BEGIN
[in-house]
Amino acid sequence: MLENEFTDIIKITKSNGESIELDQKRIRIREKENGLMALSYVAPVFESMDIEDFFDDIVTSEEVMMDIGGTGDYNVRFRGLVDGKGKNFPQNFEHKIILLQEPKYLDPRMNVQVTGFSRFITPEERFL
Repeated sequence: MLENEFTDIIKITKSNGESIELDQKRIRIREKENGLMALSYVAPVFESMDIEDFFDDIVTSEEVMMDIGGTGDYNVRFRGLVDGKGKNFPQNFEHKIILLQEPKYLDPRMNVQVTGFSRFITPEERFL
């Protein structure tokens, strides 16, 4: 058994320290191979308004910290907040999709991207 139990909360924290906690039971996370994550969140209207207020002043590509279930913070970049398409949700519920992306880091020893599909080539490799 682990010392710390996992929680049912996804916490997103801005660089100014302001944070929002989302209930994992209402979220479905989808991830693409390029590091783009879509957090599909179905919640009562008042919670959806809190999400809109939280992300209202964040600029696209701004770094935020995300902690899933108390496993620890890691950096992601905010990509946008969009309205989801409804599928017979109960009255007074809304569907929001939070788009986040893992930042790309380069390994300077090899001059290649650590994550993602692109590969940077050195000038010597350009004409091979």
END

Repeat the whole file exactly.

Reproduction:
[in-house]
Amino acid sequence: MLENEFTDIIKITKSNGESIELDQKRIRIREKENGLMALSYVAPVFESMDIEDFFDDIVTSEEVMMDIGGTGDYNVRFRGLVDGKGKNFPQNFEHKIILLQEPKYLDPRMNVQVTGFSRFITPEERFL
Repeated sequence: MLENEFTDIIKITKSNGESIELDQKRIRIREKENGLMALSYVAPVFESMDIEDFFDDIVTSEEVMMDIGGTGDYNVRFRGLVDGKGKNFPQNFEHKIILLQEPKYLDPRMNVQVTGFSRFITPEERFL
């Protein structure tokens, strides 16, 4: 058994320290191979308004910290907040999709991207 139990909360924290906690039971996370994550969140209207207020002043590509279930913070970049398409949700519920992306880091020893599909080539490799 682990010392710390996992929680049912996804916490997103801005660089100014302001944070929002989302209930994992209402979220479905989808991830693409390029590091783009879509957090599909179905919640009562008042919670959806809190999400809109939280992300209202964040600029696209701004770094935020995300902690899933108390496993620890890691950096992601905010990509946008969009309205989801409804599928017979109960009255007074809304569907929001939070788009986040893992930042790309380069390994300077090899001059290649650590994550993602692109590969940077050195000038010597350009004409091979």